The Alumni department hosts several alumni dinners and events throughout the year. Reservations are highly recommended. Please use our online reservation system: www.conestogac.on.ca/diningmenu Email: email@example.com Phone: 519-885-0501
Chef Philippe Saraiva, and students Cassandra Keil and Sarena Unsal prepare desserts on Rogers TV “Daytime.”
Hospitality and Culinary students operate the dining room as part of their core curriculum.
taste for retirement Steven McDonald, seen in his cellar, has been using his free time in retirement to become a champion winemaker.
By Neil McDonald
ince closing the book on a 30-year teaching career in Conestoga’s marketing department in 2009, Steven McDonald has been busy living life to the fullest. World traveler, community volunteer and champion winemaker are just a few of the hats he’s worn since leaving Conestoga. “I absolutely love retirement,” he says. “It’s one of those things where you now have time to do the things that you want to do.” For McDonald, that means taking some time to see the world – he’s already traveled to New Zealand, Tahiti and the Caribbean since retiring, with plans to visit Europe in the spring. It also means he can spend more time volunteering in the community, a long-time passion for which he was recognized in 2009 as Wilmot Township’s Citizen of the Year. The importance of giving time to others is something McDonald also taught in the classroom.
“One of the things that I talked to students (about) is ‘Help everybody else become successful and you automatically become successful.’ And it’s not unlike helping your community – if you help your community, it becomes a better place for you to live, too.”
McDonald donated his time extensively while at Conestoga, mentoring students and starting a class rep system to raise money so students could attend a provincial marketing competition. He also initiated the College’s clothing line, raised funds for expansion and served as a union representative.
“Rather than just being a teacher that came and taught and went home, being part of the College community was always important to me,” he says. About 10 years ago, McDonald joined a different kind of community when he bought a wine kit, kindling an avid interest in winemaking. He began entering competitions and eventually became an amateur winemaking champion at both the provincial and national levels. The teacher, it turns out, is also an excellent student. “The harder you work, the luckier you become,” he says, crediting research, study and the practical advice he received from judges for his success. “If you listen well, and you apply everything, you become very good at it.” It’s a message he used to give his students. “My philosophy was to make teaching as practical as possible. I have a lot of stories, and students learned more from stories than they did from textbooks. I very much believed in trying to share information rather than push information.” McDonald, himself a Conestoga marketing grad (“I’m very much a Conestoga enthusiast,” he says), today counts many of his former students as friends. He estimates around 100 of his ex-pupils attended his retirement party and says he’s even been invited to the weddings of previous students. “To me, teaching is probably the best job in the world,” he says. “I say it because it gives you the opportunity to help people, and the respect and the appreciation that you get down the road is probably my biggest thanks.”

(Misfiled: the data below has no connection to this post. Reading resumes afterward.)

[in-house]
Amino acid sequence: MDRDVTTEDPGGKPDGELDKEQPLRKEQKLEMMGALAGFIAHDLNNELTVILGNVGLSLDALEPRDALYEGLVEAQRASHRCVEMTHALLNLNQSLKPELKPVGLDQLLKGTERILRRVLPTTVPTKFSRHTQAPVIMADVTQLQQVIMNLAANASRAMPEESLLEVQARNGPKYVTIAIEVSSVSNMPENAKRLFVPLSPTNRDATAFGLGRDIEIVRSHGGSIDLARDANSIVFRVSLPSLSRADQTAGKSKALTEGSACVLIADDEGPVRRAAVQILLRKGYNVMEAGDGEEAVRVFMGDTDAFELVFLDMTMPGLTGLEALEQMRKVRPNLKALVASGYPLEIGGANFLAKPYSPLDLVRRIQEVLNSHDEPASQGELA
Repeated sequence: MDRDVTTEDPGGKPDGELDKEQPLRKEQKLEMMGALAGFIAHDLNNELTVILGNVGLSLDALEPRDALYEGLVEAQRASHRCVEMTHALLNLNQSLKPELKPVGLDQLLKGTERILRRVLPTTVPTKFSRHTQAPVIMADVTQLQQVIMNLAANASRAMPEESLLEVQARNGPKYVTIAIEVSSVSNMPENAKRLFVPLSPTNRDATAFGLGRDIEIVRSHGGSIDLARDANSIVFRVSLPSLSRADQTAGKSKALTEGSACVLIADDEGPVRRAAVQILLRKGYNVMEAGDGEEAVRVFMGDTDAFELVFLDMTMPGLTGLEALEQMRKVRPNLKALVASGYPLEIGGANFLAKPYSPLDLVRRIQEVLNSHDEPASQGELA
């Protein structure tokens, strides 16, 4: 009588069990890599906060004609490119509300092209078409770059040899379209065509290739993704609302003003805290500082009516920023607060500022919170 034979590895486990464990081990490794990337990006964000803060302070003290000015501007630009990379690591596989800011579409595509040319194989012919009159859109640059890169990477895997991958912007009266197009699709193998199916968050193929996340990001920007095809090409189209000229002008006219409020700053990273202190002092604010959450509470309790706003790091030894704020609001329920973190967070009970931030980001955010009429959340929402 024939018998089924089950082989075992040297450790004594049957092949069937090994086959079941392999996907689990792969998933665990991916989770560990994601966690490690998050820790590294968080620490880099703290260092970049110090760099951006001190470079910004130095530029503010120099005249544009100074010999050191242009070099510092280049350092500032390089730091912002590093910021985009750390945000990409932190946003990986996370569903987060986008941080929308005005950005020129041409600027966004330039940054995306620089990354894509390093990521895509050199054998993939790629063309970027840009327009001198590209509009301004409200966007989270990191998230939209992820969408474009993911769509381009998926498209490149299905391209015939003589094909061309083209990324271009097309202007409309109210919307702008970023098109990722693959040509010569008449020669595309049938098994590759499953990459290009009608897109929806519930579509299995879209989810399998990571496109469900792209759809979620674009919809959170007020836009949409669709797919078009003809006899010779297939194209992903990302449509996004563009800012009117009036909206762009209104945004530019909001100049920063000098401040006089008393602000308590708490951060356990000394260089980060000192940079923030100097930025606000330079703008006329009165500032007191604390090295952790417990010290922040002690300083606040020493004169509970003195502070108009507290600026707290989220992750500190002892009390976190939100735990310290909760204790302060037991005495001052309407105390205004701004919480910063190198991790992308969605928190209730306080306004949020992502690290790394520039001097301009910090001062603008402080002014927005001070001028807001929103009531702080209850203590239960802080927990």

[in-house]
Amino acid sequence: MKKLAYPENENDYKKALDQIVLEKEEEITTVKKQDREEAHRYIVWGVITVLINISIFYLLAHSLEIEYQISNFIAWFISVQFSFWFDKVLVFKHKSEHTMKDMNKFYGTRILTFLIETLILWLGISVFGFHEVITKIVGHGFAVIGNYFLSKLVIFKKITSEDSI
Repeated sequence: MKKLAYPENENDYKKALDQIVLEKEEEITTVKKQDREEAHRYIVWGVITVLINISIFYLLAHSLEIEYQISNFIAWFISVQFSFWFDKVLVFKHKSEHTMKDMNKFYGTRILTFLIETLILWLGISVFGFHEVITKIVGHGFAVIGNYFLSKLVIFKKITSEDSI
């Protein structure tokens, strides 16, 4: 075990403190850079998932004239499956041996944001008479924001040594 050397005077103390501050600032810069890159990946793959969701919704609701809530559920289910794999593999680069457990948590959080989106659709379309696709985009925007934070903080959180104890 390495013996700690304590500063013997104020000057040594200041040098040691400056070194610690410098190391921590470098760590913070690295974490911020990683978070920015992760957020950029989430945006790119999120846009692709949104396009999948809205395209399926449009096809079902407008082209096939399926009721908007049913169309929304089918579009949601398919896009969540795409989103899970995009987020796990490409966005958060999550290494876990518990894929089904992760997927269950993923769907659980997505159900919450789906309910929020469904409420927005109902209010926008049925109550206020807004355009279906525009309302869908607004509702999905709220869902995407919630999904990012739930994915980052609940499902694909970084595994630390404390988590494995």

Frank Mensink featured in Statements
s the 2010-11 chair of the Certified General Accountants Ontario’s board of directors, Conestoga’s Frank Mensink has seen the association grow significantly since he first became Conestoga’s CGA Ontario representative in 1987. His work with the association since then earned him a feature in the October/ November issue of CGA’s Statements Magazine. Statements is sent to more than 28,000 CGAs and students in the CGA program of professional studies, as well as other stakeholders and associates. Mensink is also the Executive Dean of Conestoga’s School of Business and Hospitality and is responsible for business and hospitality programs being delivered to thousands of students. These programs range from certificates, diplomas and degrees being taught by over 100 dedicated and knowledgeable faculty members.
The structure of this accounting degree was developed in consultation with the professional accounting organizations in the province of Ontario. The Certified General Accountants of Ontario (CGA) have accredited the degree program. The Certified Management Accountants of Ontario (CMA) have accepted the courses in the degree as completing the prerequisite courses for the CMA certification process. The Institute of Chartered Accountants (CA) is currently reviewing the courses in the program for credit towards the 51 credit-hour requirement. Interested students can keep track of this situation as they advance through this review. Details are posted on the respective organization’s websites. Graduates are also qualified to write
Photo by: Gary Beechey of BDS Studios Executive Dean, School of Business & Hospitality, Frank Mensink is featured on the fall issue of “Statements.”
examinations for the CIA designation awarded by the Institute of Internal Auditors. Graduates will be required to write the certification examinations and to fulfill experience requirements for these organizations after completion of the program. Graduates of this program will find employment in the public and private sectors as auditors, accountants, business analysts, tax practitioners and consultants, treasurers and controllers. Many graduates from accounting programs go on to other fields in business. The program addresses the need for professional accountants and auditors with information technology expertise. The curriculum will combine theory, integrated applied projects and paid co-op work terms. A variety of appropriate technologies will be used throughout the program to facilitate students’ learning.